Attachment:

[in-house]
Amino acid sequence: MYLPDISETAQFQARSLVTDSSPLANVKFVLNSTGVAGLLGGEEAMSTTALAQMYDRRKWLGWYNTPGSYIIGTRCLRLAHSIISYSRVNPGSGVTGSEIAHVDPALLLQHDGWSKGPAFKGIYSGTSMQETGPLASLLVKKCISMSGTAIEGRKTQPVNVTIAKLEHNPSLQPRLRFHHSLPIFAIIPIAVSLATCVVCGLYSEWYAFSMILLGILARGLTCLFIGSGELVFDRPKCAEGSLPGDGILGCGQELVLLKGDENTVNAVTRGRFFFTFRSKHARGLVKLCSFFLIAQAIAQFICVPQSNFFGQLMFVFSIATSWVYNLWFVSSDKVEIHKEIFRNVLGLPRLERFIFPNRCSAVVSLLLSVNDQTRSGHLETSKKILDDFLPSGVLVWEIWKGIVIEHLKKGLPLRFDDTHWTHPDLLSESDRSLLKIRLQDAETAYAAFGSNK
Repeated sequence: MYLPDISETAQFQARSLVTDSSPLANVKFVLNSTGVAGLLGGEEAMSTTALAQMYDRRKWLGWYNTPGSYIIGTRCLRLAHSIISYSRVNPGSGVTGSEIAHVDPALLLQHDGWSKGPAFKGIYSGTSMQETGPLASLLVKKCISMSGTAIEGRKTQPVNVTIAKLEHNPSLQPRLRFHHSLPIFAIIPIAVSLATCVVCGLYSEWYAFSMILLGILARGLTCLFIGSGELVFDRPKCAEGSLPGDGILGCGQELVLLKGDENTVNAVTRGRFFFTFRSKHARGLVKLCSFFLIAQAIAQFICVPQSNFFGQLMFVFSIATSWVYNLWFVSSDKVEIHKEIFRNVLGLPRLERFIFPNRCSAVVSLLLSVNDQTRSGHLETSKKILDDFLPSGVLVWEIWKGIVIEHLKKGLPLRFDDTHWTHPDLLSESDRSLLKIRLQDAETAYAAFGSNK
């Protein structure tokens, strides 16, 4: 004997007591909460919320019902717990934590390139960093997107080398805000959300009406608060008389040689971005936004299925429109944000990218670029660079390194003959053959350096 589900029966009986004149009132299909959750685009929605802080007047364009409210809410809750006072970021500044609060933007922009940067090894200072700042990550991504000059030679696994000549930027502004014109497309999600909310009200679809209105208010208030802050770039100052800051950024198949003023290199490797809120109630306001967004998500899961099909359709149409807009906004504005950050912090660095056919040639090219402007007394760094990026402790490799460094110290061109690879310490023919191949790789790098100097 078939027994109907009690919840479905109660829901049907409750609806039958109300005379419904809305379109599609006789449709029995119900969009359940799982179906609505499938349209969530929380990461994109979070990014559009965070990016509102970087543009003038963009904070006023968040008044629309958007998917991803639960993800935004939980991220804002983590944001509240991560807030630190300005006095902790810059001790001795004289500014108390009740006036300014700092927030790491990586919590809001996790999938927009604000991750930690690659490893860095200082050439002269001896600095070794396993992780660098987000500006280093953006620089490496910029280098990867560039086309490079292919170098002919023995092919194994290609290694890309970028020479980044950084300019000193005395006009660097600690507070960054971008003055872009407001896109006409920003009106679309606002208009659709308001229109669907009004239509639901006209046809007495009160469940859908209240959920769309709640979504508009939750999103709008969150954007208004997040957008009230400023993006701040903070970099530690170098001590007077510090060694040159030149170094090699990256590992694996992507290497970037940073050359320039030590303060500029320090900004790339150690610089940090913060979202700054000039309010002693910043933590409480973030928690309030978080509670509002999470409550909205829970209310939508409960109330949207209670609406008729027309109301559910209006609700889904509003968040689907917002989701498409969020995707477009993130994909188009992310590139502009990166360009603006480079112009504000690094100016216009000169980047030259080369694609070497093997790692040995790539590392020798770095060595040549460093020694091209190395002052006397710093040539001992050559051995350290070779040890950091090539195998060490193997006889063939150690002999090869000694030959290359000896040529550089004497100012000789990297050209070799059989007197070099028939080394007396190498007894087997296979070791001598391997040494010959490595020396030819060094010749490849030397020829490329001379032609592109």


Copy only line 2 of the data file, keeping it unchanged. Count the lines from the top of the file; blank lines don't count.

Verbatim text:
Amino acid sequence: MYLPDISETAQFQARSLVTDSSPLANVKFVLNSTGVAGLLGGEEAMSTTALAQMYDRRKWLGWYNTPGSYIIGTRCLRLAHSIISYSRVNPGSGVTGSEIAHVDPALLLQHDGWSKGPAFKGIYSGTSMQETGPLASLLVKKCISMSGTAIEGRKTQPVNVTIAKLEHNPSLQPRLRFHHSLPIFAIIPIAVSLATCVVCGLYSEWYAFSMILLGILARGLTCLFIGSGELVFDRPKCAEGSLPGDGILGCGQELVLLKGDENTVNAVTRGRFFFTFRSKHARGLVKLCSFFLIAQAIAQFICVPQSNFFGQLMFVFSIATSWVYNLWFVSSDKVEIHKEIFRNVLGLPRLERFIFPNRCSAVVSLLLSVNDQTRSGHLETSKKILDDFLPSGVLVWEIWKGIVIEHLKKGLPLRFDDTHWTHPDLLSESDRSLLKIRLQDAETAYAAFGSNK